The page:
Rosacea : Oral antibiotics Oral antibiotics | Prescribing information | Rosacea | CKS | NICE Search CKS… Menu Oral antibiotics Rosacea : Oral antibiotics Last revised in June 2020 Oral antibiotics Doxycycline Contraindications and cautions Do not prescribe doxycycline to people: Who are pregnant or breastfeeding women — tetracyclines are deposited in the teeth and growing bones of the unborn or developing child, which can result in discolouration of teeth and occasionally dental hypoplasia (...) : Dyspnoea, hypotension, peripheral oedema, tachycardia (common). Gastrointestinal disturbances, such as nausea, vomiting, and diarrhoea (uncommon). Antibiotic-associated colitis, anxiety, arthralgia, flushing, increased intracranial pressure with papilloedema, myalgia, severe skin reactions, skin hyperpigmentation (long-term use), tinnitus, vision disorders (rare). Stop treatment and seek medical advice if the person develops severe headache and/or visual disturbance that may suggest benign intracranial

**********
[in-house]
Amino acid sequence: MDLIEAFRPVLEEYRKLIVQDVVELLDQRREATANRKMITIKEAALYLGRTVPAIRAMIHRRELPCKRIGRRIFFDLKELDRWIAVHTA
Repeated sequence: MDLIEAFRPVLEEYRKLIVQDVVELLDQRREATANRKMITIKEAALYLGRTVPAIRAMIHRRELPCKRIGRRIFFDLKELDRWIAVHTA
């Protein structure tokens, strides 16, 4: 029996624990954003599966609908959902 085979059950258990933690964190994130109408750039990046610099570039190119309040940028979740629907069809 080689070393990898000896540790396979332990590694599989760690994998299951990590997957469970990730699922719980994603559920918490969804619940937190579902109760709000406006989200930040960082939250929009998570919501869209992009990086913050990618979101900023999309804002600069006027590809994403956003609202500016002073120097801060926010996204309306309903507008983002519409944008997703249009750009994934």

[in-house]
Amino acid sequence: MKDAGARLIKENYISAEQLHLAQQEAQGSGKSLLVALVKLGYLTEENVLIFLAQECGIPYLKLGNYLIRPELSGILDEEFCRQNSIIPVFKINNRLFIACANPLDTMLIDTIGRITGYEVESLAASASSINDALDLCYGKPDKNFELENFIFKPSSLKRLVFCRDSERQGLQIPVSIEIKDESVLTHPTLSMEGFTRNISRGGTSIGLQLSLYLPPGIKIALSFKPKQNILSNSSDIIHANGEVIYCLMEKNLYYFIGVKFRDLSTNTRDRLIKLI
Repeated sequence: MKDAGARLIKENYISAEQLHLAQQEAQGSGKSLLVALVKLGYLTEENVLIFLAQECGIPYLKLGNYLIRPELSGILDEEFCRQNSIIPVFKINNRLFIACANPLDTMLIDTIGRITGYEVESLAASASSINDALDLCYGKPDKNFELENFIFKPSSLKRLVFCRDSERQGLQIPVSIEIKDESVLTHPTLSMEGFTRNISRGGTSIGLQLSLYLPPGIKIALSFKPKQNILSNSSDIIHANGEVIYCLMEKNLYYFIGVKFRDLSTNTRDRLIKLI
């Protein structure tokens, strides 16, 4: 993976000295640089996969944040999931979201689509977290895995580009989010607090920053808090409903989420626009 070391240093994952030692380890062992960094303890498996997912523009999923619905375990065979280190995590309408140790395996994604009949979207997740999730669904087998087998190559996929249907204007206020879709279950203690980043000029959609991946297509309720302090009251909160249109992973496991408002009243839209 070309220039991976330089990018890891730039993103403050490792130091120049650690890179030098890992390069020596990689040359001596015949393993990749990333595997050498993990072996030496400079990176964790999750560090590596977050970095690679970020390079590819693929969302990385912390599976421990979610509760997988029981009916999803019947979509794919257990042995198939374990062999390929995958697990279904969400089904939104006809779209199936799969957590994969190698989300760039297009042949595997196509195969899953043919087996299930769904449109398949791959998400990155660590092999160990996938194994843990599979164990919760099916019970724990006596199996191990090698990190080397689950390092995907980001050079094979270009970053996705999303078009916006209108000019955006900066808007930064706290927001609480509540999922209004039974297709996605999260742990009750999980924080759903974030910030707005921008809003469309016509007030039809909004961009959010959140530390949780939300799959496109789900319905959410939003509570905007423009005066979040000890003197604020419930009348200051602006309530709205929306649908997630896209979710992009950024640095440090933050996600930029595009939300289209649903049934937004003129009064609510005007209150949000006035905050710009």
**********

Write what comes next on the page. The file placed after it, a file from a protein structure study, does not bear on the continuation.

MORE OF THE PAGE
2016 NICE Clinical Knowledge Summaries

57. Implementing an Antibiotic Stewardship Program

Implementing an Antibiotic Stewardship Program Practice Guidelines Search Search Practice Guidelines Practice guidelines are systematically developed statements to assist practitioners and patients in making decisions about appropriate health care for specific clinical circumstances. Attributes of good guidelines include validity, reliability, reproducibility, clinical applicability, clinical flexibility, clarity, multidisciplinary process, review of evidence, and documentation. [Institute